The method to test the higher blends could be “see what the B20 looks like after three months in storage, and put in some water or salt water” – to simulate the higher blends, Huber suggested.
“We need the worst-case scenario because from an industry perspective, as we go to higher levels of biodiesel it’s critical that we don’t have any customer dissatisfaction,” he said.
The goal is “when we move to higher levels [that] it will be a successful movement and not one that backfires on us,” he said.
Surveying biofuel users and selecting a test fuel “will be a 2016 project” for NORA, Huber said. But then UL has to reach a consensus on the test fuel, he noted. “It’s tough to speculate how long they’ll take,” Huber said.
A research conference is likely to be arranged and held in late spring or early fall of 2016, Huber said. “We have allocated money to do a research conference,” he said. “It’s important to the industry to have its technical progress evaluated,” documented and archived for later reference, he said. Subjects for presentation and discussion are yet to be worked out, as well as a location for such a conference.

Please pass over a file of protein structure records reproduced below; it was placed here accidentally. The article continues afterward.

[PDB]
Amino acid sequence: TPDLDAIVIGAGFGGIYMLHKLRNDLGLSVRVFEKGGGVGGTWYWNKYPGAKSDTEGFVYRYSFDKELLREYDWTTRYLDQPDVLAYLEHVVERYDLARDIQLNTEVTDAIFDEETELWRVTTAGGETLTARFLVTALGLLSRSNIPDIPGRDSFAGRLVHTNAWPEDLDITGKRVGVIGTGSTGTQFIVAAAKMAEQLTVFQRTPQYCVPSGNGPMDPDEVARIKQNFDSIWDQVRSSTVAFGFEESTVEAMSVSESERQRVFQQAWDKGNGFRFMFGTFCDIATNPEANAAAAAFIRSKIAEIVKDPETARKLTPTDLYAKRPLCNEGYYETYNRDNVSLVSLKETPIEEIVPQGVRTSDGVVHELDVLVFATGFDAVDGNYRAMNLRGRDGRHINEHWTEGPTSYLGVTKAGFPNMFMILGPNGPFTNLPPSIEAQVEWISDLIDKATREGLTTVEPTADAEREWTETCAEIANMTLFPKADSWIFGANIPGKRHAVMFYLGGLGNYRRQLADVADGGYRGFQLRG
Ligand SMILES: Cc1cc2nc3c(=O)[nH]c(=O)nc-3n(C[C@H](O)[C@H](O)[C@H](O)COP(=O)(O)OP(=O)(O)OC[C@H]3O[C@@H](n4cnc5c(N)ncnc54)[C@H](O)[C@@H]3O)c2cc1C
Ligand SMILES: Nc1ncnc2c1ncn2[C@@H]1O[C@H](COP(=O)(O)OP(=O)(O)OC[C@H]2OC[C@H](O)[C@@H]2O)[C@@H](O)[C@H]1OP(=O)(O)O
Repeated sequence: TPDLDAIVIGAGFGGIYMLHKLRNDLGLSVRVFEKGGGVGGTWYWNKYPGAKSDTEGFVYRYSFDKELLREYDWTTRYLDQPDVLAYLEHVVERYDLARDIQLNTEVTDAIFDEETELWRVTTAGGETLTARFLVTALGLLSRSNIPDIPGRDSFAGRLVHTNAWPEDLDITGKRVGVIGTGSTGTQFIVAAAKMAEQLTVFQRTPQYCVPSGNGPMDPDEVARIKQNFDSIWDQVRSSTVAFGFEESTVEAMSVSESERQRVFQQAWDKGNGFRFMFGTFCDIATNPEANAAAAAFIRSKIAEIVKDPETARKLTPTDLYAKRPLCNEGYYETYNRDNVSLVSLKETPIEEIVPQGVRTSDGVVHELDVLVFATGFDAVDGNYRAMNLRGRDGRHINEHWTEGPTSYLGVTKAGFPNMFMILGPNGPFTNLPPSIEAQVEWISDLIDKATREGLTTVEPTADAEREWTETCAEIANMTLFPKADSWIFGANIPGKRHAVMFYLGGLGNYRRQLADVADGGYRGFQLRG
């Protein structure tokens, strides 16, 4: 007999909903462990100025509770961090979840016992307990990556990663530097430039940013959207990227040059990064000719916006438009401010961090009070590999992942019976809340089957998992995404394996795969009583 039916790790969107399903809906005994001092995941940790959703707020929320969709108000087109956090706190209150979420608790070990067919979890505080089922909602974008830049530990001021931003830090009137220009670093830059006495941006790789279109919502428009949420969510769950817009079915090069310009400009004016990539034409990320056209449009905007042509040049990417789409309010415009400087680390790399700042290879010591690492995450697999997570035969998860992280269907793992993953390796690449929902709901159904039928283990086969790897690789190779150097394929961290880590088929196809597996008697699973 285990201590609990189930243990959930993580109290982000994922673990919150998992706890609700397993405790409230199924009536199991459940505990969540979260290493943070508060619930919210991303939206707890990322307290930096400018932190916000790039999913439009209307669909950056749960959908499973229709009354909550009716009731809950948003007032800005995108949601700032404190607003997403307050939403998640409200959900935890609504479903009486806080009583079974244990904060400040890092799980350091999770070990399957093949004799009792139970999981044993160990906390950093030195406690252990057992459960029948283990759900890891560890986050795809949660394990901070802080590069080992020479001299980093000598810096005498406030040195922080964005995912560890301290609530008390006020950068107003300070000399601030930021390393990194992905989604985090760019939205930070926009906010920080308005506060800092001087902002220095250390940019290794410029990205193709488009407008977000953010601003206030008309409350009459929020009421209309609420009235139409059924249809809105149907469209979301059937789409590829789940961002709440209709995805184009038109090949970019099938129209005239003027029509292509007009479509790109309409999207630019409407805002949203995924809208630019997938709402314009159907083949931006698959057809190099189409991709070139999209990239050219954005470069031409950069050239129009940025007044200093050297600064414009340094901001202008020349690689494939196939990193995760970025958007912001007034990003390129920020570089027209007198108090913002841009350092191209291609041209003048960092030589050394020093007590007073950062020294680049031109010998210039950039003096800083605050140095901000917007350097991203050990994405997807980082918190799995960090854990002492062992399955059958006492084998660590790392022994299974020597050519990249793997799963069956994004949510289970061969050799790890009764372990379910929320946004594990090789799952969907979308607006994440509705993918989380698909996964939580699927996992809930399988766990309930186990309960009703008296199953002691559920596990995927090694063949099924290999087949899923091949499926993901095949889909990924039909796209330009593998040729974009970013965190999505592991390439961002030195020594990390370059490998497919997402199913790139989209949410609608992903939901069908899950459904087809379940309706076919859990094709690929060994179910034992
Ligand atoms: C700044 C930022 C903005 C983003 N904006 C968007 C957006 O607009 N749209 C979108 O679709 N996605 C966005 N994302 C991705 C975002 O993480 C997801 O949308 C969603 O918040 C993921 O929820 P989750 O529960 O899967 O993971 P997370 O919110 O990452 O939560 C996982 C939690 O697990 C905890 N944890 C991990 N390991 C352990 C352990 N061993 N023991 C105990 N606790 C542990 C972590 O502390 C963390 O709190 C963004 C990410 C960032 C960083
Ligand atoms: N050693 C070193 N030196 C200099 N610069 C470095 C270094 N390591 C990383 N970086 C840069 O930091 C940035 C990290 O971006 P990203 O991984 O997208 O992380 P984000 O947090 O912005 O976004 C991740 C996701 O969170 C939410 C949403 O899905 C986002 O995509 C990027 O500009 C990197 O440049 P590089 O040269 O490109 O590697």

The NORA board authorized an expenditure of approximately $1 million, most of it “leftover funds from pre-2010” for an outreach campaign using the Web, Huber said.
“We have been working on a plan for all our NORA states to provide customers information about our product,” Huber said. Ensuring that search tools find the information is one focus, and pop-up ads will be an element of the campaign too. That effort will be integrated with the oilheatamerica website.
The outreach campaign, launching in January, is designed “to make sure our customers understand that the industry has made some significant advancements in the last five years,” Huber said. “The biofuels, renewable fuels, are obviously a much more important part of our product today, and they’ll be growing in importance as we go forward.”
Additionally, “the economics of our product are much better than they used to be,” Huber said. “The price has dropped.” Trumpeting that good news will be part of the consumer education effort, a digital media campaign using Facebook, home improvement, green living sites and other online venues.